A: The rise of the professional stage in England relied on women of all stripes, including ordinary crafts- and tradeswomen who supplied costumes, properties and comestibles; wealthy heiresses and widows who provided much-needed capital and credit; wives, daughters and widows of theater people who worked actively alongside their male kin; and immigrant women who fueled the fashion-driven stage with a range of newfangled skills and commodities. The work of female seamstresses, laundresses, dressers (known as “tirewomen”), wigmakers and head-dressers, among others, was woven into the very fabric of player’s costumes, congealed in the folds of their starched ruffs, set into the curls of their perukes, and arranged in the petticoats of boy-actors, while the terms of female moneylenders were calculated in the playing-companies’ balance sheets and inscribed in the terms of their bonds. Female “gatherers” collected entrance fees at the doors and galleries of theaters, while the cries of female hawkers echoed inside and outside their walls and the wares they sold were consumed in the “pit,” galleries, and on the stage.

Although traces of women’s work were thus everywhere in the professional theater as in the culture at large, they often went unnoticed or unacknowledged—or were in varying ways stigmatized. The historical invisibility of women’s work in early modern English culture—its relegation behind the scenes of both theatrical and craft production to a “shadow” or informal economy—was produced by innumerable cultural forces and mechanisms of erasure. Women’s luxury textile manufacture, for example, was often decried by Puritans as the devil’s work. Similar attacks were mounted by guildsmen who sought to stigmatize female labor outside the guild-system as shoddy or unskilled.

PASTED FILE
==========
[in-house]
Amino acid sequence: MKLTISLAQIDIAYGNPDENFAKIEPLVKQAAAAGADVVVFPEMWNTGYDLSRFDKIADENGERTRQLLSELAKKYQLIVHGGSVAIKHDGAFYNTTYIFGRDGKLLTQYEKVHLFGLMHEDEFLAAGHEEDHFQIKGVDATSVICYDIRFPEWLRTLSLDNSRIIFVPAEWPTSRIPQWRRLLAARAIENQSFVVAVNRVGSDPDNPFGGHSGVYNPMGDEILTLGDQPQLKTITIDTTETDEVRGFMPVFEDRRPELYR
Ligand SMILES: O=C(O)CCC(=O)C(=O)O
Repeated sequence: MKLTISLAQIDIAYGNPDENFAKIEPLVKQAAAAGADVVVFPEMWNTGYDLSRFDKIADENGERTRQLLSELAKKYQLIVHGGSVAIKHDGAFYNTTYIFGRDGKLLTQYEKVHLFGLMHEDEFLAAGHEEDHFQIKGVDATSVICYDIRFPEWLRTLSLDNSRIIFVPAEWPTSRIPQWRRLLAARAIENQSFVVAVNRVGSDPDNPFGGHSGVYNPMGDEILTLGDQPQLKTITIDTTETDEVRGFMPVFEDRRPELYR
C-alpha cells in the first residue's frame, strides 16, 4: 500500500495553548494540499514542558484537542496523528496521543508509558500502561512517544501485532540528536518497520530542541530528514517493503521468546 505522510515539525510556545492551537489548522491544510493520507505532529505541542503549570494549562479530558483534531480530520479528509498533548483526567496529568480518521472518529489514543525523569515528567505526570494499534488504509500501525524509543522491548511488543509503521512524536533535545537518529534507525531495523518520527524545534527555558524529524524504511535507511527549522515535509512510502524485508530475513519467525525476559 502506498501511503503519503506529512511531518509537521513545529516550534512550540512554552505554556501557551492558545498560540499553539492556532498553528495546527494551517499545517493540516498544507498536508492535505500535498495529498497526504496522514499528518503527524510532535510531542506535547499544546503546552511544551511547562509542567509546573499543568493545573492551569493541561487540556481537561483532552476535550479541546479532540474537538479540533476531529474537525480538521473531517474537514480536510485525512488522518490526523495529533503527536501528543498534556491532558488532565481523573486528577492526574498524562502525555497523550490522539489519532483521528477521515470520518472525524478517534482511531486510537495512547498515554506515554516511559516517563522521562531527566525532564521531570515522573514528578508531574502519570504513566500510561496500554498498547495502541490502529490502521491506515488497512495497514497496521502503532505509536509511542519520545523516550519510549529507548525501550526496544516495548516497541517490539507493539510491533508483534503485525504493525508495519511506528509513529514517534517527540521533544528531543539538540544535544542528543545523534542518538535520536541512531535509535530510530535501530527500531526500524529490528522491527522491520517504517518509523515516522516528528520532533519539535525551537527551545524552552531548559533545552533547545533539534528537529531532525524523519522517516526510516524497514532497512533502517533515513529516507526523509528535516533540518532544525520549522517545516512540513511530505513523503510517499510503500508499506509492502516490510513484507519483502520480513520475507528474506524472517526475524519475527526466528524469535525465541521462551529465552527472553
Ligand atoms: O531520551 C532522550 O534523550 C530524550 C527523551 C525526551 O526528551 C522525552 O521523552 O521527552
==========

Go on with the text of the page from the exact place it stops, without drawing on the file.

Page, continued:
Q: Where did you develop the idea for the book, and where did you conduct your research?

A: The book began with a simple question: what roles, if any, did women play in the “all-male theater” of Shakespeare’s time? Having stumbled across women’s credit activities in the networks of commerce surrounding the professional stage while researching the “diary” or account-book of theater entrepreneur Philip Henslowe, I set out to investigate other forms of commercial activity in which women were involved and how they may have contributed to theatrical production. Some of these contributions were hiding in plain sight because they had long ago been discovered by theater historians but had been dismissed as insignificant. Others emerged only after many years of research at various archives in London, the Huntington Library, and the Folger Shakespeare Library.